This was to be Wolking’s last public performance. Eleven days later his life came to an end – his friends, family and guitar at his bedside – a victim of the cancer he’d been battling for two years. But that performance in that San Francisco nightclub proved a major highlight in the life of a man who unexpectedly found himself in a successful band, literally, of sons and brothers.

Back in 1994, Mike Wolking, then a young teen, began pestering his father Frank to teach him to play guitar. The elder Wolking had played a good bit of music in his own youth, but had put away the guitar to concentrate on his family and plumbing business. Mike’s younger brother Joe had also gotten the musical bug early on, pounding out rhythms on a set of homemade drums constructed of PVC and deerhide. But soon he switched to violin and began studying with renowned fiddler Bill Daley in Cañon City.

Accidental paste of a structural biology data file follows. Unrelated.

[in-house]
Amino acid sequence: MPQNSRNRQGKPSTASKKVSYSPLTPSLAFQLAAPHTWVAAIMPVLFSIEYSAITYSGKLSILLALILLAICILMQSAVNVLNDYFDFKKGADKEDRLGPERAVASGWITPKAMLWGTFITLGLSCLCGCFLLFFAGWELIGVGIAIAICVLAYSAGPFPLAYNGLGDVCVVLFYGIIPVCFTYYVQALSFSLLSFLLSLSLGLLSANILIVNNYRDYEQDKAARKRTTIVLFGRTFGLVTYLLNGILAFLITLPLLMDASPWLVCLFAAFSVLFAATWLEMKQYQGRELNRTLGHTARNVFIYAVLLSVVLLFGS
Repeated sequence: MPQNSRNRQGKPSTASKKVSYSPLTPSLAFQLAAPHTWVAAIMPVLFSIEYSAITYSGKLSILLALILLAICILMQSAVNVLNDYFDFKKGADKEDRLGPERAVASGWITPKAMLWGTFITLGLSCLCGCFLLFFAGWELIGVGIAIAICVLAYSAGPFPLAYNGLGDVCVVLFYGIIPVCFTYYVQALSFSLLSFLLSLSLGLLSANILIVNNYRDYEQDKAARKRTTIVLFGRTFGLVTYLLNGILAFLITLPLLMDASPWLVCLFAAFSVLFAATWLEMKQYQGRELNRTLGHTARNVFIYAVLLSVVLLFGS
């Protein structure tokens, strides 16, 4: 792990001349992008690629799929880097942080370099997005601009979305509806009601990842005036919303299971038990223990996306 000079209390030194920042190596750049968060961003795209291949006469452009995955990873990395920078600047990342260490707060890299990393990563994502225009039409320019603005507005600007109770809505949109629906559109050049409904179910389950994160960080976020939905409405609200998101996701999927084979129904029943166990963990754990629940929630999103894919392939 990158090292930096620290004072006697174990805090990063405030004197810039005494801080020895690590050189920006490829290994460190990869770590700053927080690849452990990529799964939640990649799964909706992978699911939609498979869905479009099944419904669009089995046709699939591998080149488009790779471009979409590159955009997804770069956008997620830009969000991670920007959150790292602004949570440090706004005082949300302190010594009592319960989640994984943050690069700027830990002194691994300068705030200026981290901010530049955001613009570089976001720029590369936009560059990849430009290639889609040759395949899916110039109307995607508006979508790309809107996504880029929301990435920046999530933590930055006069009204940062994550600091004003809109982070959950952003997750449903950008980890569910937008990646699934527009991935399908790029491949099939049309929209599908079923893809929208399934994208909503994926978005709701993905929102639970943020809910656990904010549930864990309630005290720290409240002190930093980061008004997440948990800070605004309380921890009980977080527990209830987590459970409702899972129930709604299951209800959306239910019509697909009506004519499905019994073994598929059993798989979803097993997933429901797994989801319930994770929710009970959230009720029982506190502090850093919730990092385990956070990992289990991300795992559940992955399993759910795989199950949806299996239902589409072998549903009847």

In 1999 the family moved from Cañon City to rural property outside Westcliffe coinciding with a collective decision to quit watching TV, instead becoming voracious readers with plenty of of spare time to learn instruments and play music, according to second son, Aaron Wolking. “We kept each other energized,” he said.

Soon the family decided to form a bluegrass band. Featuring the elder Wolking on guitar, 12 year-old Aaron on bass, 15 year-old Mike on guitar, and 10 year-old Joe on fiddle. All sharing the vocals, they began learning tunes by listening to a number of influential artists such as the Seldom Scene, Graham Parsons, Emmy Lou Harris, and a band that would have a profound influence on their musical trajectory, the Dry Branch Fire Squad.